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Over the Limit

The truth about families and alcohol

Our relationship with alcohol is the subject of a great deal of comment and soul searching. Yet much of this debate centres on the impact alcohol has on our streets
and communities – as a result of booze fuelled disorder on Friday and Saturday nights. Yet research set out in this report shows that as a society we should be equally
concerned about the impact alcohol has in our homes and in our families.

As we have done in our previous work on post-natal depression and family violence we have uncovered a silent epidemic in which families are suffering in silence with problems that are a potential ‘ticking time bomb’ – both for the families themselves and society as a whole. We have found that a significant minority of new parents are increasing their alcohol intake soon after the birth of their children; drinking every day; and as a result experiencing conflict within their relationships. Perhaps most surprisingly, 62% of parents believe that their drinking behaviour has no effect on their family.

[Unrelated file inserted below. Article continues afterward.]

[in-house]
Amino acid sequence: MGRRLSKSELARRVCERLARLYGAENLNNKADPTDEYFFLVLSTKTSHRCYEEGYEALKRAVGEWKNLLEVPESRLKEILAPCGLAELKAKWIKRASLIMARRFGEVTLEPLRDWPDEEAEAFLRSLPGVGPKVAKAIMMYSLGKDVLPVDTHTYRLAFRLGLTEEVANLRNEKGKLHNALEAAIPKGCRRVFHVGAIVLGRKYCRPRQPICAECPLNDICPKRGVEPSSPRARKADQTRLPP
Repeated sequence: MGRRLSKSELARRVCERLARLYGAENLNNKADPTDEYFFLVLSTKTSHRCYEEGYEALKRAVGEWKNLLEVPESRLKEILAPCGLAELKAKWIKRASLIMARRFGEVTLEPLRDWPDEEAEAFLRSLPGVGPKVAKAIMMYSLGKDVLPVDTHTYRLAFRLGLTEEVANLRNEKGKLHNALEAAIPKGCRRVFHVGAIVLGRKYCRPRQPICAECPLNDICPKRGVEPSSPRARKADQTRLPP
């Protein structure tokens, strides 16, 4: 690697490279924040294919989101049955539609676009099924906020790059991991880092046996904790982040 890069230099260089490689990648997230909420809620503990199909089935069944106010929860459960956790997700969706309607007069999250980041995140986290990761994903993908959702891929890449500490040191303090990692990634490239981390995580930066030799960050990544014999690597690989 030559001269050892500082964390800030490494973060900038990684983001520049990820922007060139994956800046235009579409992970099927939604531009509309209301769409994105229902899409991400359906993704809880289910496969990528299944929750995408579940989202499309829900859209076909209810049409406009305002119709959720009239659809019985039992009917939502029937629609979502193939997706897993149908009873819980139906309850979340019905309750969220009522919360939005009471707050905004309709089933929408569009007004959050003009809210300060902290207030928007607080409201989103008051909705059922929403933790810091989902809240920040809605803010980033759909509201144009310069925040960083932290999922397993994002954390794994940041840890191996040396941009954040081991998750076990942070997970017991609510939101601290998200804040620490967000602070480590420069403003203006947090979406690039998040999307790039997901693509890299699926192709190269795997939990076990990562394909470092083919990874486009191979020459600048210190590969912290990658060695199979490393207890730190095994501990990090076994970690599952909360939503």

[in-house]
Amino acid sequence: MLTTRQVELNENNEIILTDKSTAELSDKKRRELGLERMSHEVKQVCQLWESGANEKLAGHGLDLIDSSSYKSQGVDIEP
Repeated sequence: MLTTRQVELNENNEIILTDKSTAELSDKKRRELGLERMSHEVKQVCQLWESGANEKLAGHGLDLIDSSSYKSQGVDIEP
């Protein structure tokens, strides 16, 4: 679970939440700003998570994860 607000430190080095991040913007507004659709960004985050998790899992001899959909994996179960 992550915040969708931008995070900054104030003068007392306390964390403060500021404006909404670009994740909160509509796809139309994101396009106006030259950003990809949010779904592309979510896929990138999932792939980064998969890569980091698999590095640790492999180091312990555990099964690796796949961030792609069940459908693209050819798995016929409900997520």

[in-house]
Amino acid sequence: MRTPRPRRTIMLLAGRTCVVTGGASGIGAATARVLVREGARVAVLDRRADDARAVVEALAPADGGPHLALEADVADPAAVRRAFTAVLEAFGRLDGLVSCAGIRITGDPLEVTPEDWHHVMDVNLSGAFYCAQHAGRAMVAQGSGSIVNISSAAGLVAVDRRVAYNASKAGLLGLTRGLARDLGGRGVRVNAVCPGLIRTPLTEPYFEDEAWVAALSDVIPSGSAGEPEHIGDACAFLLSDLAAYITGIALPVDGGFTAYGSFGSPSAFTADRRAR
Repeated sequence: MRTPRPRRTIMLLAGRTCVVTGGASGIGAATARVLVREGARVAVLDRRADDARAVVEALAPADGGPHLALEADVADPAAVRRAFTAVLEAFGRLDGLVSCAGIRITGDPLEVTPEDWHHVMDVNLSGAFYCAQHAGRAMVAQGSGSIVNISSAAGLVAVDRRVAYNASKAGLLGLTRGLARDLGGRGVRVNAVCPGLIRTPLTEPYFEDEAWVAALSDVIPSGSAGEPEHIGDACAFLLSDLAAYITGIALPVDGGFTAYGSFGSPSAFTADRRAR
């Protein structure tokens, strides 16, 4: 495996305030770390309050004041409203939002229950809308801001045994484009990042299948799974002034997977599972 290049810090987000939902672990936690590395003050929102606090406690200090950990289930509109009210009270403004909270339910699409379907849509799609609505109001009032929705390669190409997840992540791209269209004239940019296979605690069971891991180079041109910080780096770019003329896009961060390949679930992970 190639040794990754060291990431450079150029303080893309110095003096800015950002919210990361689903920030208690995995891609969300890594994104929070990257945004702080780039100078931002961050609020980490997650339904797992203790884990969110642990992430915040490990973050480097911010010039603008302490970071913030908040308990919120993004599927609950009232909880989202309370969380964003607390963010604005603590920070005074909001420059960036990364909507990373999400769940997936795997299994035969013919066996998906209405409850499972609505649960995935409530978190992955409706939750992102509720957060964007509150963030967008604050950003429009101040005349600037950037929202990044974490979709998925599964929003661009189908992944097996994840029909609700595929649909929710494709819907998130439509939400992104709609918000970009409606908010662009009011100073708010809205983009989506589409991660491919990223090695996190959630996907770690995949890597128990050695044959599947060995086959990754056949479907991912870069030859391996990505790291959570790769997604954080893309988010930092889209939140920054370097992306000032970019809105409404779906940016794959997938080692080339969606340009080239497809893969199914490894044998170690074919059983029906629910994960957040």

Our report also highlights particular concern about the level of drinking amongst new parents. Our ComRes survey found that 17% of parents maintained their intake of alcohol upon discovering they were pregnant, including 5% of mothers – which we estimate to be more than 220,000 every year, 35,000 of them mothers, when extrapolated from ONS figures. Further, the poll found that after the birth of their first child, 23% of parents continues to drink as much as before their baby was born, and 17% say they increased the amount they consumed – which we have calculated exposes 280,000 babies to potential harm every year.